Author(s): Smith AL, Nissim HA, Le TX, Khan A, Maliski SL, , Smith AL, Nissim HA, Le TX, Khan A, Maliski SL,
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Abstract OBJECTIVES: To better understand aging women's experience with overactive bladder (OAB) symptoms and the care they receive, with the ultimate goal of improving the quality of care provided to aging women with overactive bladder. METHODS: Women seen in outpatient female urology clinics were identified by ICD-9 codes for OAB and recruited. Patients with painful bladder syndrome, mixed stress and urge incontinence, prolapse, or recent pelvic surgery were excluded. Patient focus groups were conducted by trained nonclinician moderators incorporating topics related to patients' perceptions of OAB physiology, symptoms, diagnostic evaluation, treatments, and outcomes. Qualitative data analysis was performed using grounded theory methodology. RESULTS: Five focus groups totaling 33 women with OAB were conducted. Average patient age was 67 years (range, 39-91). Older women with OAB lacked knowledge about the physiology of their disease and had poor understanding regarding the rationale for many diagnostic tests, including urodynamics and cystoscopy. The results of diagnostic studies often were not understood by older patients. Many women were dissatisfied with the care they had received. This lack of knowledge and understanding was more apparent among the elderly women in the group. CONCLUSIONS: Findings demonstrated a poor understanding of the physiology of overactive bladder and the rationale for various diagnostic modalities and treatments. This was associated with dissatisfaction with care. There is a need for better communication with older women experiencing OAB symptoms about the physiology of the condition. Copyright Â© 2011 Elsevier Inc. All rights reserved.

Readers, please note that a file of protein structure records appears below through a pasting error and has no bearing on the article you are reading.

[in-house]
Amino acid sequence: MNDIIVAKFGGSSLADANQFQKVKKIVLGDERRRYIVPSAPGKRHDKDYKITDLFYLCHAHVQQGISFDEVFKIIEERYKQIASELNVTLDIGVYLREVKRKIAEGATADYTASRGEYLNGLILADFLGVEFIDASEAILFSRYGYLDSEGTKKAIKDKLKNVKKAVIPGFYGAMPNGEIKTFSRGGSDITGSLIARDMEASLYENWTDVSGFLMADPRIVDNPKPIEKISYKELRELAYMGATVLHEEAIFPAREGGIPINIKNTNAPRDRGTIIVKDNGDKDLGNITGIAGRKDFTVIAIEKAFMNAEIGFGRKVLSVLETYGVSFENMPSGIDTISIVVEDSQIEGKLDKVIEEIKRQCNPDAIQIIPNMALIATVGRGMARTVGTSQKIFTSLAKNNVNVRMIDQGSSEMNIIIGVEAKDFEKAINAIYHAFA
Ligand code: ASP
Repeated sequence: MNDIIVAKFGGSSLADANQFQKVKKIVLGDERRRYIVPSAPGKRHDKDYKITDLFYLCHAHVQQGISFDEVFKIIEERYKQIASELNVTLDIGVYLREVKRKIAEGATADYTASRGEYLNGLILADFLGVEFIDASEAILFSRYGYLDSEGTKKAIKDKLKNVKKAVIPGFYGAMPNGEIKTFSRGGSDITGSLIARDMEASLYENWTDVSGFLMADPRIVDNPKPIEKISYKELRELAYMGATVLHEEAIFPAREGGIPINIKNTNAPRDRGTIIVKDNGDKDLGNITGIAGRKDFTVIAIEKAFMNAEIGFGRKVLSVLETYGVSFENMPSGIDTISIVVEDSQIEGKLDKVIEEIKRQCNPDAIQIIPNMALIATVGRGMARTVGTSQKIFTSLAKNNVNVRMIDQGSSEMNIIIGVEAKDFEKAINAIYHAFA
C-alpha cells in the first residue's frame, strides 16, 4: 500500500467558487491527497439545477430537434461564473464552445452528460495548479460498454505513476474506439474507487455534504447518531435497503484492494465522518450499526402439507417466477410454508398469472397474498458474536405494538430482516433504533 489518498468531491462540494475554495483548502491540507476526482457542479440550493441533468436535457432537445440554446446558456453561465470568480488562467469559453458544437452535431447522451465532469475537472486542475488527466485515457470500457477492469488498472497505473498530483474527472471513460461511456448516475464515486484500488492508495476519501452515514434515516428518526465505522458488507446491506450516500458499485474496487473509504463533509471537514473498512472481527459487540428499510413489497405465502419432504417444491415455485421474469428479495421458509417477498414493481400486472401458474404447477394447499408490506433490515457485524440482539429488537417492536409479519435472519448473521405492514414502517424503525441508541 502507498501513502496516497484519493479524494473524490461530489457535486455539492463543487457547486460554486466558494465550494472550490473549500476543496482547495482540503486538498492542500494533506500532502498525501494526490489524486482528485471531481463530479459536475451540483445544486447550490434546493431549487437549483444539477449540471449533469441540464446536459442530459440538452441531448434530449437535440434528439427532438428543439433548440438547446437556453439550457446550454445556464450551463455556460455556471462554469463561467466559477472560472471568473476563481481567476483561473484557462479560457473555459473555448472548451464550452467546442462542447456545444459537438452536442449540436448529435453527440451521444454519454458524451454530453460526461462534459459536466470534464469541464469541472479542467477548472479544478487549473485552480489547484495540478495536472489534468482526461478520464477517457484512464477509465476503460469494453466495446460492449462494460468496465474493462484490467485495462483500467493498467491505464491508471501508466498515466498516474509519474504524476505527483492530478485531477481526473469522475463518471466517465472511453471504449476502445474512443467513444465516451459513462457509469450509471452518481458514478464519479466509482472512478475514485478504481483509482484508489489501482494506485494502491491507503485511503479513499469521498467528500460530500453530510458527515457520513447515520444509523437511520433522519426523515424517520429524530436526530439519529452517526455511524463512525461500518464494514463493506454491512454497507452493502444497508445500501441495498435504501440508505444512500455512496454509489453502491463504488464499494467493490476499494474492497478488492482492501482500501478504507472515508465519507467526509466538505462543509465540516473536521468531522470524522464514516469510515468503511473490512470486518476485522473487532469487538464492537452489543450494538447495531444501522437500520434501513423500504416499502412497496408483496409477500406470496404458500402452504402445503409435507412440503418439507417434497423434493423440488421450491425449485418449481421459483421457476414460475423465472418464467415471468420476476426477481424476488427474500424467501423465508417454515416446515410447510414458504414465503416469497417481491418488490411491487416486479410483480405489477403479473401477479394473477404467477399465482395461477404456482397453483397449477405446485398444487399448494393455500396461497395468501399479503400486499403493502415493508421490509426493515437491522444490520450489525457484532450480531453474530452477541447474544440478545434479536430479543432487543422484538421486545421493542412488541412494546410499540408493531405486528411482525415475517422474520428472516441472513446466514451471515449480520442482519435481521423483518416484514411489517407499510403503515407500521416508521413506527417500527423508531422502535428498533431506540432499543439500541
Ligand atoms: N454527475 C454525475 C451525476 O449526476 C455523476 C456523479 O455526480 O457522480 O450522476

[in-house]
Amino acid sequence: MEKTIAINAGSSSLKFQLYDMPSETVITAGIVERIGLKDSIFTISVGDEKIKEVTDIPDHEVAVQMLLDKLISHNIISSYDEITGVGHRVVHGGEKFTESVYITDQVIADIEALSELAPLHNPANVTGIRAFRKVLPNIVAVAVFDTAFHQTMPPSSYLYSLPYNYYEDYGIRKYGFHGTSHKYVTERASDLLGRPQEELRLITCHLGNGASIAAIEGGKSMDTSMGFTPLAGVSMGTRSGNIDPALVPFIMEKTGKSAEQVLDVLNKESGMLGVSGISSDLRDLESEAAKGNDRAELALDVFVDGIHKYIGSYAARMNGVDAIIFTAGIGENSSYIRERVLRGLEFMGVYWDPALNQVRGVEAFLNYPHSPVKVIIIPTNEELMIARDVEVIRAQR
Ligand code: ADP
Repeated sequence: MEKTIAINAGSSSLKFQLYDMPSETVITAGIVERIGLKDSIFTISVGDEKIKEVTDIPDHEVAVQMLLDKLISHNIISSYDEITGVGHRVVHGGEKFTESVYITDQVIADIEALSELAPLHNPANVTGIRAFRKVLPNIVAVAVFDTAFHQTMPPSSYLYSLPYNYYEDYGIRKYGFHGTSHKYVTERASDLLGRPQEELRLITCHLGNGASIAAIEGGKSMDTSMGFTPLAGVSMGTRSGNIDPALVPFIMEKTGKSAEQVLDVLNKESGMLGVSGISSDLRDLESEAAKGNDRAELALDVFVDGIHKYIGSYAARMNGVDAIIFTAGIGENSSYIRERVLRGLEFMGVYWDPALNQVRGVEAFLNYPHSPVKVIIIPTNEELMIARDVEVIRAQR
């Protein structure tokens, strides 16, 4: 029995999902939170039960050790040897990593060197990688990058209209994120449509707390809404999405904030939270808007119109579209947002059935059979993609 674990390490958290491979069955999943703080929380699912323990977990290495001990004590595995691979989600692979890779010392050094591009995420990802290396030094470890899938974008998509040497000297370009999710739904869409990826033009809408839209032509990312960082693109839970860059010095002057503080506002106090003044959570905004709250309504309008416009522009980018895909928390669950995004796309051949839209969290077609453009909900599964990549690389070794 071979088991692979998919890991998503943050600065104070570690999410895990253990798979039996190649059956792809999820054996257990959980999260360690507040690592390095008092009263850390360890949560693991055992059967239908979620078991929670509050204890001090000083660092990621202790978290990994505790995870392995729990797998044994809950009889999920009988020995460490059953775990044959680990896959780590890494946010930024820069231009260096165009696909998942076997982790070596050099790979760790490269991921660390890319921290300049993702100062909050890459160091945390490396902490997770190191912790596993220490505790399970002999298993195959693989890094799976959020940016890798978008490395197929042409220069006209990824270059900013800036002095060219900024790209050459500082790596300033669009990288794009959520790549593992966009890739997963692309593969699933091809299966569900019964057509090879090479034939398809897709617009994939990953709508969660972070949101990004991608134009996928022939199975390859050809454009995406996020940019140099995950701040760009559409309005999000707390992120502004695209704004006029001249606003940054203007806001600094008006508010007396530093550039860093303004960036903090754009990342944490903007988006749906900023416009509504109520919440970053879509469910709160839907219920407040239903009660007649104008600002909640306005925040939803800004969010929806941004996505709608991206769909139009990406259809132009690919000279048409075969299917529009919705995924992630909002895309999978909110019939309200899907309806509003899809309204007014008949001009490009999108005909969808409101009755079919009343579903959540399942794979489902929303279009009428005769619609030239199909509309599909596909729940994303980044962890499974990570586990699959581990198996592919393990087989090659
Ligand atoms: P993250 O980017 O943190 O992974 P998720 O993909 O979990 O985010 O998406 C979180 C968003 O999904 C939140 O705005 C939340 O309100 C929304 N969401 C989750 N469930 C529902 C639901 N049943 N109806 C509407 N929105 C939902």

This article was published in Urology
and referenced in Clinical Research on Foot & Ankle